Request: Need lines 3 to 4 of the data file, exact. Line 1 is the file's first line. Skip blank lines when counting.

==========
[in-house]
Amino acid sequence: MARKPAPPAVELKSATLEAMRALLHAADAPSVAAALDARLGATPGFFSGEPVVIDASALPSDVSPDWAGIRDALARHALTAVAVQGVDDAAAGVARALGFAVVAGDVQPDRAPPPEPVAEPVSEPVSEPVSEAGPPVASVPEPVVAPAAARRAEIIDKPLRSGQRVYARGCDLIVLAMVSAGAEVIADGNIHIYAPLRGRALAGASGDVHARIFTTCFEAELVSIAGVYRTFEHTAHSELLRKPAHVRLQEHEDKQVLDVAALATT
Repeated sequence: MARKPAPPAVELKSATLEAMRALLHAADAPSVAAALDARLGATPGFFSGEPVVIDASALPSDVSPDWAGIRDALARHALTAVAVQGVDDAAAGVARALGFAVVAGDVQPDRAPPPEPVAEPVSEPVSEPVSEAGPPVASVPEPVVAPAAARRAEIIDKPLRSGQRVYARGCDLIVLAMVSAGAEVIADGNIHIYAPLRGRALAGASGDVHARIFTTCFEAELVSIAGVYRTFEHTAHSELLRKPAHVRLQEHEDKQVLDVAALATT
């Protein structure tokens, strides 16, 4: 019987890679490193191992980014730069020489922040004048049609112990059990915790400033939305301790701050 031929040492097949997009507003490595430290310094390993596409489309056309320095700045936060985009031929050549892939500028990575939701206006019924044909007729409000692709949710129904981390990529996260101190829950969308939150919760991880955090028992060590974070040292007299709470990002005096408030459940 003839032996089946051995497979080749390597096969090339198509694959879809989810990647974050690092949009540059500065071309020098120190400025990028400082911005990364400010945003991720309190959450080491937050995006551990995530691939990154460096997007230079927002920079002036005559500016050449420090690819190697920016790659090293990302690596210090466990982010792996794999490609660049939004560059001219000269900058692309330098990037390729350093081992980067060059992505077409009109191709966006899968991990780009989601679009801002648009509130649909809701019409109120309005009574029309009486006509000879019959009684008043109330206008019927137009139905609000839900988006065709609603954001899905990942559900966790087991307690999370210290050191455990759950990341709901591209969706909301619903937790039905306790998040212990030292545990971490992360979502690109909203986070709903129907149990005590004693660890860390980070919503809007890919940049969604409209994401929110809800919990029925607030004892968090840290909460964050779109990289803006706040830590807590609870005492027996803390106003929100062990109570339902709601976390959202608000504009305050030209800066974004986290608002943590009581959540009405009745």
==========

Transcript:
Repeated sequence: MARKPAPPAVELKSATLEAMRALLHAADAPSVAAALDARLGATPGFFSGEPVVIDASALPSDVSPDWAGIRDALARHALTAVAVQGVDDAAAGVARALGFAVVAGDVQPDRAPPPEPVAEPVSEPVSEPVSEAGPPVASVPEPVVAPAAARRAEIIDKPLRSGQRVYARGCDLIVLAMVSAGAEVIADGNIHIYAPLRGRALAGASGDVHARIFTTCFEAELVSIAGVYRTFEHTAHSELLRKPAHVRLQEHEDKQVLDVAALATT
């Protein structure tokens, strides 16, 4: 019987890679490193191992980014730069020489922040004048049609112990059990915790400033939305301790701050 031929040492097949997009507003490595430290310094390993596409489309056309320095700045936060985009031929050549892939500028990575939701206006019924044909007729409000692709949710129904981390990529996260101190829950969308939150919760991880955090028992060590974070040292007299709470990002005096408030459940 003839032996089946051995497979080749390597096969090339198509694959879809989810990647974050690092949009540059500065071309020098120190400025990028400082911005990364400010945003991720309190959450080491937050995006551990995530691939990154460096997007230079927002920079002036005559500016050449420090690819190697920016790659090293990302690596210090466990982010792996794999490609660049939004560059001219000269900058692309330098990037390729350093081992980067060059992505077409009109191709966006899968991990780009989601679009801002648009509130649909809701019409109120309005009574029309009486006509000879019959009684008043109330206008019927137009139905609000839900988006065709609603954001899905990942559900966790087991307690999370210290050191455990759950990341709901591209969706909301619903937790039905306790998040212990030292545990971490992360979502690109909203986070709903129907149990005590004693660890860390980070919503809007890919940049969604409209994401929110809800919990029925607030004892968090840290909460964050779109990289803006706040830590807590609870005492027996803390106003929100062990109570339902709601976390959202608000504009305050030209800066974004986290608002943590009581959540009405009745």